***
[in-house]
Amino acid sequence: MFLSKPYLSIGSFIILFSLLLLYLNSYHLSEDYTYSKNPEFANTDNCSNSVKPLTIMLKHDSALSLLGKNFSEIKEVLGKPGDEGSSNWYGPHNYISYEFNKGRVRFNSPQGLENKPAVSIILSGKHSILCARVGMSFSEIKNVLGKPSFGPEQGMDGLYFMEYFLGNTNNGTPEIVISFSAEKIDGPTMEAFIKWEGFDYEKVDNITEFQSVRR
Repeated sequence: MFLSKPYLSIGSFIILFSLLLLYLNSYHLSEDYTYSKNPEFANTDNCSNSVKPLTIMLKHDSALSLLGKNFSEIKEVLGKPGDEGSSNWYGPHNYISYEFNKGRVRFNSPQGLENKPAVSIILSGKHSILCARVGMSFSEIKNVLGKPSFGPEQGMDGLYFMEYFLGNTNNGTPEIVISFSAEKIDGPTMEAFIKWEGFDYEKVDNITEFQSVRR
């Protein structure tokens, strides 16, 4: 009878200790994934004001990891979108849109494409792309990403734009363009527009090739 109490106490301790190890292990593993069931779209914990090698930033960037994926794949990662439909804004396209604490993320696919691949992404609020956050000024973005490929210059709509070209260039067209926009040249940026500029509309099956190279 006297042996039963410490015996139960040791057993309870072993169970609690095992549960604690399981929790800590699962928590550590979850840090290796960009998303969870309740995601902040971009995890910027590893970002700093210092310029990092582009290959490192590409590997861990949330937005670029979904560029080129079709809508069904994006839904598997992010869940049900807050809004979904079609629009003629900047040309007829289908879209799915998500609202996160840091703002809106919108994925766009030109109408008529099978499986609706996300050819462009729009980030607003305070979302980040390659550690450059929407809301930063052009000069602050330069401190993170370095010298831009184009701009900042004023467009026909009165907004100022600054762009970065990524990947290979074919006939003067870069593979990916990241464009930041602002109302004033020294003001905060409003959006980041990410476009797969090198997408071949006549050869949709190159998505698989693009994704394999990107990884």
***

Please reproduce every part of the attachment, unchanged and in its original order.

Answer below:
[in-house]
Amino acid sequence: MFLSKPYLSIGSFIILFSLLLLYLNSYHLSEDYTYSKNPEFANTDNCSNSVKPLTIMLKHDSALSLLGKNFSEIKEVLGKPGDEGSSNWYGPHNYISYEFNKGRVRFNSPQGLENKPAVSIILSGKHSILCARVGMSFSEIKNVLGKPSFGPEQGMDGLYFMEYFLGNTNNGTPEIVISFSAEKIDGPTMEAFIKWEGFDYEKVDNITEFQSVRR
Repeated sequence: MFLSKPYLSIGSFIILFSLLLLYLNSYHLSEDYTYSKNPEFANTDNCSNSVKPLTIMLKHDSALSLLGKNFSEIKEVLGKPGDEGSSNWYGPHNYISYEFNKGRVRFNSPQGLENKPAVSIILSGKHSILCARVGMSFSEIKNVLGKPSFGPEQGMDGLYFMEYFLGNTNNGTPEIVISFSAEKIDGPTMEAFIKWEGFDYEKVDNITEFQSVRR
């Protein structure tokens, strides 16, 4: 009878200790994934004001990891979108849109494409792309990403734009363009527009090739 109490106490301790190890292990593993069931779209914990090698930033960037994926794949990662439909804004396209604490993320696919691949992404609020956050000024973005490929210059709509070209260039067209926009040249940026500029509309099956190279 006297042996039963410490015996139960040791057993309870072993169970609690095992549960604690399981929790800590699962928590550590979850840090290796960009998303969870309740995601902040971009995890910027590893970002700093210092310029990092582009290959490192590409590997861990949330937005670029979904560029080129079709809508069904994006839904598997992010869940049900807050809004979904079609629009003629900047040309007829289908879209799915998500609202996160840091703002809106919108994925766009030109109408008529099978499986609706996300050819462009729009980030607003305070979302980040390659550690450059929407809301930063052009000069602050330069401190993170370095010298831009184009701009900042004023467009026909009165907004100022600054762009970065990524990947290979074919006939003067870069593979990916990241464009930041602002109302004033020294003001905060409003959006980041990410476009797969090198997408071949006549050869949709190159998505698989693009994704394999990107990884």